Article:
Joshua Tree and Death Valley national parks are two of California's best-known desert parks. But there is a third lesser-known destination that blends much of the beauty of the two and provides vast open spaces with far fewer people. Welcome to Mojave National Preserve, where 1.6 million acres of other-worldly rock formations, singing sand dunes, volcanic cinder cones and the world's densest Joshua tree woodland await.
Edith, Jolly and I took our first trip to Mojave National Preserve over the second weekend of February. It was an unseasonably hot weekend, but despite the severe drought we were pleasantly surprised by the dense, green flora all around us. We drove up from Interstate 40 to the south and found a desolate tent site at Hole-in-the-Wall Campground, named for the nearby rhyolite cliff formations sprinkled with holes and hollows — sort of like a lunar landscape made of Swiss cheese.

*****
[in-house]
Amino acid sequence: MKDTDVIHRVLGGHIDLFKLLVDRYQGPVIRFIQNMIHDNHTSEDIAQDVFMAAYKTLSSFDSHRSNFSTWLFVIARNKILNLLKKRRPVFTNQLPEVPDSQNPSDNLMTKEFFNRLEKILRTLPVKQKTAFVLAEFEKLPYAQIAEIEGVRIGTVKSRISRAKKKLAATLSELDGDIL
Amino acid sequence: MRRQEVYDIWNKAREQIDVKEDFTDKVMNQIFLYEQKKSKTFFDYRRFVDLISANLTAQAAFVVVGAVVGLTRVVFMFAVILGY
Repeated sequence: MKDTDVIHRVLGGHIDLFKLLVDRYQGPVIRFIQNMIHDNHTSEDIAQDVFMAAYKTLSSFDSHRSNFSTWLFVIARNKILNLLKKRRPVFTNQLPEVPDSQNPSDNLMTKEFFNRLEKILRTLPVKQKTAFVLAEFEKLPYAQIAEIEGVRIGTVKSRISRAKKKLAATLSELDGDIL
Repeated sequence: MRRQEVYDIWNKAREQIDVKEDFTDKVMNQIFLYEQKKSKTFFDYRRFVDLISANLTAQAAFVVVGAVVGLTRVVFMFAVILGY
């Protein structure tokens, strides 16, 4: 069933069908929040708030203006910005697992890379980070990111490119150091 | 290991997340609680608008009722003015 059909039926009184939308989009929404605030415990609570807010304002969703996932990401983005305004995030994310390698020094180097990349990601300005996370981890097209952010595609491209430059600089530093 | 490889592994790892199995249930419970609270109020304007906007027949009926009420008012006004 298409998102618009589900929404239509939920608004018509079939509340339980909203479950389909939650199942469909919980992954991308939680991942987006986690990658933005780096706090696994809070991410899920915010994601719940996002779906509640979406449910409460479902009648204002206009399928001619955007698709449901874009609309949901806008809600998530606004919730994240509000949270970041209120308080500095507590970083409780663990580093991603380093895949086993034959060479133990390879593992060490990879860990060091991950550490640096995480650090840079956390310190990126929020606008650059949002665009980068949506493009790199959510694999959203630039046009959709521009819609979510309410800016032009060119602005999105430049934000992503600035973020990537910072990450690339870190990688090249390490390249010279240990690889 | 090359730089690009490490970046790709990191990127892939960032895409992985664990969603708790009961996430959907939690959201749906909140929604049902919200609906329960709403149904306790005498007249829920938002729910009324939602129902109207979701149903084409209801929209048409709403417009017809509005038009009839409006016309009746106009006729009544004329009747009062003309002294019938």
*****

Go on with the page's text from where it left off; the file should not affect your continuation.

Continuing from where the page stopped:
Rings Loop Trail
Our friends Cassandra, Barbara, and Nic joined us for a night. It was Valentine’s Day and the moon was full, so you could say we were feeling romantic. We took a beautiful moonlit hike through the Rings Loop Trail (E&J and I had scouted it in the daylight a few hours earlier). Though the trail is only 1 mile in length, it’s a beautiful hike that packs in plenty of adventure. Barely a quarter-mile into the hike, we encountered faint, ancient petroglyphs carved into rock, including what appeared to be deer, snakes and tortoises. We soon entered narrow Banshee Canyon, where rock walls rose steeply around us, each punctured with holes and hollows of many shapes and sizes. A side canyon, which extended only a few dozen feet from the main canyon, had a 15-foot dry waterfall with handholds and footholds that were used by Native Americans. The average modern hiker is quickly humbled — the dry waterfall rises vertically, intimidating anyone but the most agile climber.